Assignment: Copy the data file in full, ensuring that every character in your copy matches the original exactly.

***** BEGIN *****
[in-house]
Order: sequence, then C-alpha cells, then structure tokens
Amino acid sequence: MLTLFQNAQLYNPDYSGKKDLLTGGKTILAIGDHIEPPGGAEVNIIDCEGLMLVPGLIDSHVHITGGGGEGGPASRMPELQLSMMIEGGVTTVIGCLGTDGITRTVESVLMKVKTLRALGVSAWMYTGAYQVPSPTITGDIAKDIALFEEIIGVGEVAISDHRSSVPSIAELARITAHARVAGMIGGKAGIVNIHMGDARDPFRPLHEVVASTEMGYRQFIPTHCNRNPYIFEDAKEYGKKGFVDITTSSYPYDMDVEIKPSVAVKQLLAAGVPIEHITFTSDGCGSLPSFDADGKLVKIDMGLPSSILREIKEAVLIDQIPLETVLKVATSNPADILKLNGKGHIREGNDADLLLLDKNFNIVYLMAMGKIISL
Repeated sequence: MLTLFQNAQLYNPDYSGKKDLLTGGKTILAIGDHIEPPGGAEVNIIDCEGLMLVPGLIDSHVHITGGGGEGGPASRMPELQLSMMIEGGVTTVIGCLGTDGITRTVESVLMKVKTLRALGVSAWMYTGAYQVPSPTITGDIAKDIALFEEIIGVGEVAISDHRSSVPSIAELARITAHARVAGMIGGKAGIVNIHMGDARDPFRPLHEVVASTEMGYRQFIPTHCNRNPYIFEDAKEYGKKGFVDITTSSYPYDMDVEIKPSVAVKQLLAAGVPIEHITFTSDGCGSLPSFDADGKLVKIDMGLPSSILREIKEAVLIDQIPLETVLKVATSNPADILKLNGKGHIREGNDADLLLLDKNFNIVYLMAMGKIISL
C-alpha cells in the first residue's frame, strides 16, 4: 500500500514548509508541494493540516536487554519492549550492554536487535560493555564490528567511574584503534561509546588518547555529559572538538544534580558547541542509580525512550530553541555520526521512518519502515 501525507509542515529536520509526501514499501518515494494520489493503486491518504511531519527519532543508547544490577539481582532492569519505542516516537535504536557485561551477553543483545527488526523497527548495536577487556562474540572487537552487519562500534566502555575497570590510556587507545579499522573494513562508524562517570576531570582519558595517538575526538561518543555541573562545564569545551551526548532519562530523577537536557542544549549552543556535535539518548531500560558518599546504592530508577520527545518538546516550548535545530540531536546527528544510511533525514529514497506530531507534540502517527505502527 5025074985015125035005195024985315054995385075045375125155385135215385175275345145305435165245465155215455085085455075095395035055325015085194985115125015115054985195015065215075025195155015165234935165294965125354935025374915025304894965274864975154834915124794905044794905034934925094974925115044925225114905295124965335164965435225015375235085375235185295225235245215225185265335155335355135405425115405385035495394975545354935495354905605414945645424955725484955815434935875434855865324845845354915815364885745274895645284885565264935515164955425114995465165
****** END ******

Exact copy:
[in-house]
Order: sequence, then C-alpha cells, then structure tokens
Amino acid sequence: MLTLFQNAQLYNPDYSGKKDLLTGGKTILAIGDHIEPPGGAEVNIIDCEGLMLVPGLIDSHVHITGGGGEGGPASRMPELQLSMMIEGGVTTVIGCLGTDGITRTVESVLMKVKTLRALGVSAWMYTGAYQVPSPTITGDIAKDIALFEEIIGVGEVAISDHRSSVPSIAELARITAHARVAGMIGGKAGIVNIHMGDARDPFRPLHEVVASTEMGYRQFIPTHCNRNPYIFEDAKEYGKKGFVDITTSSYPYDMDVEIKPSVAVKQLLAAGVPIEHITFTSDGCGSLPSFDADGKLVKIDMGLPSSILREIKEAVLIDQIPLETVLKVATSNPADILKLNGKGHIREGNDADLLLLDKNFNIVYLMAMGKIISL
Repeated sequence: MLTLFQNAQLYNPDYSGKKDLLTGGKTILAIGDHIEPPGGAEVNIIDCEGLMLVPGLIDSHVHITGGGGEGGPASRMPELQLSMMIEGGVTTVIGCLGTDGITRTVESVLMKVKTLRALGVSAWMYTGAYQVPSPTITGDIAKDIALFEEIIGVGEVAISDHRSSVPSIAELARITAHARVAGMIGGKAGIVNIHMGDARDPFRPLHEVVASTEMGYRQFIPTHCNRNPYIFEDAKEYGKKGFVDITTSSYPYDMDVEIKPSVAVKQLLAAGVPIEHITFTSDGCGSLPSFDADGKLVKIDMGLPSSILREIKEAVLIDQIPLETVLKVATSNPADILKLNGKGHIREGNDADLLLLDKNFNIVYLMAMGKIISL
C-alpha cells in the first residue's frame, strides 16, 4: 500500500514548509508541494493540516536487554519492549550492554536487535560493555564490528567511574584503534561509546588518547555529559572538538544534580558547541542509580525512550530553541555520526521512518519502515 501525507509542515529536520509526501514499501518515494494520489493503486491518504511531519527519532543508547544490577539481582532492569519505542516516537535504536557485561551477553543483545527488526523497527548495536577487556562474540572487537552487519562500534566502555575497570590510556587507545579499522573494513562508524562517570576531570582519558595517538575526538561518543555541573562545564569545551551526548532519562530523577537536557542544549549552543556535535539518548531500560558518599546504592530508577520527545518538546516550548535545530540531536546527528544510511533525514529514497506530531507534540502517527505502527 5025074985015125035005195024985315054995385075045375125155385135215385175275345145305435165245465155215455085085455075095395035055325015085194985115125015115054985195015065215075025195155015165234935165294965125354935025374915025304894965274864975154834915124794905044794905034934925094974925115044925225114905295124965335164965435225015375235085375235185295225235245215225185265335155335355135405425115405385035495394975545354935495354905605414945645424955725484955815434935875434855865324845845354915815364885745274895645284885565264935515164955425114995465165